Plans for 2 Fredericton parks will arrive almost 2 years behind schedule
Final draft that could affect future use of the two parks will come early in 2020 at earliest
Plans for managing Odell and Killarney parks in Fredericton have been delayed again, nudged down the list by city hall's work on Officer's Square.
A management plan for the two parks was promised in 2017 after a controversy over how they should be used — as quiet sanctuaries or for recreational pursuits such as biking and disc golf.
The delay coming up with a final plan has cost the city $20,000, Ken Forrest, director of planning and development, said Monday.
"That would represent less than 20 per cent of the project budget," he said.
"So not significant issues around cost, but, you know, unfortunate but necessary in this case, given how we had to allocate resources."
A draft report on the parks, based on the findings and recommendations of a consultant, was presented to council in 2017 after some public consultation.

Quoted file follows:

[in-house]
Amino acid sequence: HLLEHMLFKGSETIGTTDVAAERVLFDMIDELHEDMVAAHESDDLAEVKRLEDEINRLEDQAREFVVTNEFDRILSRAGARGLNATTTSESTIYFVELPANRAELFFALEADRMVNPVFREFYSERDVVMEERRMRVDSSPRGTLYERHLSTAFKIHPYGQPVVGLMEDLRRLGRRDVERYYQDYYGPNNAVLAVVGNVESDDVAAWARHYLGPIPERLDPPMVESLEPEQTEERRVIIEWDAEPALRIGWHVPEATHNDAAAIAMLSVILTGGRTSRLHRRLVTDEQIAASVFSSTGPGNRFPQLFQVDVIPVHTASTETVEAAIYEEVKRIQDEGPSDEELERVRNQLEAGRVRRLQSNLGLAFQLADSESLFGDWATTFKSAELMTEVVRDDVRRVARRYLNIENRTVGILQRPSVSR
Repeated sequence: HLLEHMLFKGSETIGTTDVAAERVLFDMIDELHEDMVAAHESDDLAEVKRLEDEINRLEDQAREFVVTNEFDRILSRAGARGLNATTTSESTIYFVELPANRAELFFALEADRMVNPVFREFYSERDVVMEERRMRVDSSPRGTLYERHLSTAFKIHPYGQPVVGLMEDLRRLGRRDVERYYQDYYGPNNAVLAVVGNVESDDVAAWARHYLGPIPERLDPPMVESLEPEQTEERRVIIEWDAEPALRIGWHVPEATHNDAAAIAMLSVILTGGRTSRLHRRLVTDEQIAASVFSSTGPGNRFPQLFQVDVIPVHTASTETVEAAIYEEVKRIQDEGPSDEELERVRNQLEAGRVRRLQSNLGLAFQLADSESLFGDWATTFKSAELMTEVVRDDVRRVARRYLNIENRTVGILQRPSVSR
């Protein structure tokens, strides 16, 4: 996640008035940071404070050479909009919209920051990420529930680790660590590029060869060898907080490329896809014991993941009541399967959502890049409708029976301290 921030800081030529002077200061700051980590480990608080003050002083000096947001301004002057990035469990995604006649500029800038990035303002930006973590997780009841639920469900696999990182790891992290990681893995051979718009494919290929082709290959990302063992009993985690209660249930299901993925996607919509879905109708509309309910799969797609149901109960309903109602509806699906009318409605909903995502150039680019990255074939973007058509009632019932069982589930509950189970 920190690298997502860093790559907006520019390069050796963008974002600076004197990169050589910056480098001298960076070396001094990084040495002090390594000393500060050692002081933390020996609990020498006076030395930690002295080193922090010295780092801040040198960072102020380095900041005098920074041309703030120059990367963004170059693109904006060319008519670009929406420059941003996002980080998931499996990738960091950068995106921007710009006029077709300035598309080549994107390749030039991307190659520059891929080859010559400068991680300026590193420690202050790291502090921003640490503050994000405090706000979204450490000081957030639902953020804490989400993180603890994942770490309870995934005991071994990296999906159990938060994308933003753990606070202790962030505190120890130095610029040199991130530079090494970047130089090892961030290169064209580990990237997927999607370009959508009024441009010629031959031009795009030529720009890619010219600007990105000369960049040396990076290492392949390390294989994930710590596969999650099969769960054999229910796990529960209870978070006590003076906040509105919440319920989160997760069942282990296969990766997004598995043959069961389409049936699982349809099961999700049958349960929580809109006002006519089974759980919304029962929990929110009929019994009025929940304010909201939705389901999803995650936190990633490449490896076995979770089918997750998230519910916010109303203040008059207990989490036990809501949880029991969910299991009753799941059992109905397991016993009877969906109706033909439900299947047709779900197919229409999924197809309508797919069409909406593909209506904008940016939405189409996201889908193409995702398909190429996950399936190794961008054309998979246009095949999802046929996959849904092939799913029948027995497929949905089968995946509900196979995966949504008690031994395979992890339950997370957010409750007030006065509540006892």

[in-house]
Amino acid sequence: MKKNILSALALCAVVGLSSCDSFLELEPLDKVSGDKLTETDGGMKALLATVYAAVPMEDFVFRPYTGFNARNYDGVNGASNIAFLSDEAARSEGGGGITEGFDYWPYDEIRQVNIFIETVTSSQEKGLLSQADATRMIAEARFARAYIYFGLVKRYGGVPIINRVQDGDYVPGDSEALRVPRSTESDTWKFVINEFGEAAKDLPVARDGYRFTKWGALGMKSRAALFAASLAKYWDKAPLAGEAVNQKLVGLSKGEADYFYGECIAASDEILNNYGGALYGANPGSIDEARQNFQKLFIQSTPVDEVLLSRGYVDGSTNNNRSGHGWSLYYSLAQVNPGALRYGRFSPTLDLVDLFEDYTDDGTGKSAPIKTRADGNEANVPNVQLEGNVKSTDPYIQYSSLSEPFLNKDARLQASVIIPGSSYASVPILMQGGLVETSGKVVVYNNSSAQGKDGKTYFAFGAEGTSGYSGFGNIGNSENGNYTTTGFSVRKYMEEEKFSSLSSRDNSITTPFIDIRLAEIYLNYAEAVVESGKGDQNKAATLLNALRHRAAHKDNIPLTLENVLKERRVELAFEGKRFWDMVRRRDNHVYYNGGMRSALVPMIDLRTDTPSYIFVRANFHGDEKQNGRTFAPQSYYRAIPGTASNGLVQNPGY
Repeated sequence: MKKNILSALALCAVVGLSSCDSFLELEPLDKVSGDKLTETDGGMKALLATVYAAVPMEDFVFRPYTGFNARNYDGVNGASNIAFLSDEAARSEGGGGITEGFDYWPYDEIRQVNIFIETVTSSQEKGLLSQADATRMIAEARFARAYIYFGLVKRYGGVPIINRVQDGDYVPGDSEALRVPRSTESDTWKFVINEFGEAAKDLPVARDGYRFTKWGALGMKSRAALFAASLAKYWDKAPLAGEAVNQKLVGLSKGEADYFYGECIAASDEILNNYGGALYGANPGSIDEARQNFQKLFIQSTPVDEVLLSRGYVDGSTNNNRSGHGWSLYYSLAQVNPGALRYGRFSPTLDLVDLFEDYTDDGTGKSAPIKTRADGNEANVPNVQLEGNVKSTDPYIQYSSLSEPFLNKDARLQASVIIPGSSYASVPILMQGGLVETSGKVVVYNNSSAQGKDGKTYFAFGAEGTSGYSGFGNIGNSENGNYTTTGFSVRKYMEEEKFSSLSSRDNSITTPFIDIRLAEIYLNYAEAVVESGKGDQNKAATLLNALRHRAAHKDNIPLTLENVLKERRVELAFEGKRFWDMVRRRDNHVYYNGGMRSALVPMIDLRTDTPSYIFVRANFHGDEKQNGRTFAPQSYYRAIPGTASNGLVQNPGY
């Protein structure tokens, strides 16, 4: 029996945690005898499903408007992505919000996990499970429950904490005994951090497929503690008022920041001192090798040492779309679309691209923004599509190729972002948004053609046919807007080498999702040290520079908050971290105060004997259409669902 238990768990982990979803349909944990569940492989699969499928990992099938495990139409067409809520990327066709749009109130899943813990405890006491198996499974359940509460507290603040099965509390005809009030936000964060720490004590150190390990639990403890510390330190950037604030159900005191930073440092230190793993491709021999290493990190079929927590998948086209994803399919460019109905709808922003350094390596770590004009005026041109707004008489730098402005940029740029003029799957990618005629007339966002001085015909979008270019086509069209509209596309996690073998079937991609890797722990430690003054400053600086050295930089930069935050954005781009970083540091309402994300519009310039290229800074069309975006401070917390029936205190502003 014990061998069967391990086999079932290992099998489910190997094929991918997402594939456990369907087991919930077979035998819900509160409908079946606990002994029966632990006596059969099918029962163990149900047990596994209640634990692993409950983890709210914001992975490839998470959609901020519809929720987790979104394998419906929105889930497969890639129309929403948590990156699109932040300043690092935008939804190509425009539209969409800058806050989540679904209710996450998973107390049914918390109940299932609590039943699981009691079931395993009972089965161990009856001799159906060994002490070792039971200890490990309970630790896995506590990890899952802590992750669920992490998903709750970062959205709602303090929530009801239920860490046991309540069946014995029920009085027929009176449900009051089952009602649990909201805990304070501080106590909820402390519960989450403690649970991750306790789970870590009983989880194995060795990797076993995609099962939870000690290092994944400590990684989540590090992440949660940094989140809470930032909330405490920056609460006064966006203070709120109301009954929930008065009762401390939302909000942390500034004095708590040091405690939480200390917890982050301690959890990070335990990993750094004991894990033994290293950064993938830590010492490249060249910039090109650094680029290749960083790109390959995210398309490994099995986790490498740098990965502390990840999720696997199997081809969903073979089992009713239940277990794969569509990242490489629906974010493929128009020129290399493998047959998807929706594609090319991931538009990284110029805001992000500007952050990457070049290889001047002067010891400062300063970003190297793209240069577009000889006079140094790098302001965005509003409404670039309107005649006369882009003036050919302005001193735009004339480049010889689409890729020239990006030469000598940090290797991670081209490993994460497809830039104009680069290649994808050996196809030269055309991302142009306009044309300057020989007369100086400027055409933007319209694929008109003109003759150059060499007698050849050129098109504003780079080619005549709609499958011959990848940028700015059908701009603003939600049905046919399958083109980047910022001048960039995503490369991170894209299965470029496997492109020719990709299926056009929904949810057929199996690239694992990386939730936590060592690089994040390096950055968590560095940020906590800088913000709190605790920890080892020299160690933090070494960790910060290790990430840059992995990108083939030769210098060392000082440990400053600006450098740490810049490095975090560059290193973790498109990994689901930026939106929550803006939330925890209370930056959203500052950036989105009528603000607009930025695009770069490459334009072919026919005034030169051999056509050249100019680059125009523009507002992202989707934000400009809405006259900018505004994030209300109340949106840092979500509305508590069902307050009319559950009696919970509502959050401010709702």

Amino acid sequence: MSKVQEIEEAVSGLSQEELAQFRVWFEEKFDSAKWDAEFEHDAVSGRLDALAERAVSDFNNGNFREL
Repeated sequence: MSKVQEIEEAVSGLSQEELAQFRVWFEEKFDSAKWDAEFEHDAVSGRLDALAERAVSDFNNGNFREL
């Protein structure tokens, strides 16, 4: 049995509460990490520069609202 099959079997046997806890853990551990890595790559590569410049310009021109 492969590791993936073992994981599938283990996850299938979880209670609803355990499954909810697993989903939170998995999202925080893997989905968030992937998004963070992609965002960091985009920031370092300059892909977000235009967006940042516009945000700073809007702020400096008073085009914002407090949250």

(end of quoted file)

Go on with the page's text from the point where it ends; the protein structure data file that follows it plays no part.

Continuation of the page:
The report recommended philosophical changes that would make Odell into something closer to a nature reserve and keep Killarney focused on recreation.
A final draft was supposed to be presented to city council in April 2018.
But that never came. Forrest said work associated with the Officer's Square revitalization project took precedence over the park plans. Plans to revitalize the downtown square, which called for the removal of trees, also provoked controversy.
The Killarney and Odell plans were expected this fall, but council heard at Monday night's committee meeting that they won't be ready until the new year at the earliest.
"We're in the final stages of kind of perfecting a final draft that we will then be able to share with council and for the public," Forrest said.
Once the plans are released, more public engagement will be needed before they can be adopted.
"Because it's taken longer than we would have hoped," he said.
Forrest said the city's plan is to still make Killarney into a recreational space and to maintain Odell Park's ecology.
"In a park that big, those are pretty complicated issues to work through and we really want to make sure that, you know, when we do have it completed that we've done it right."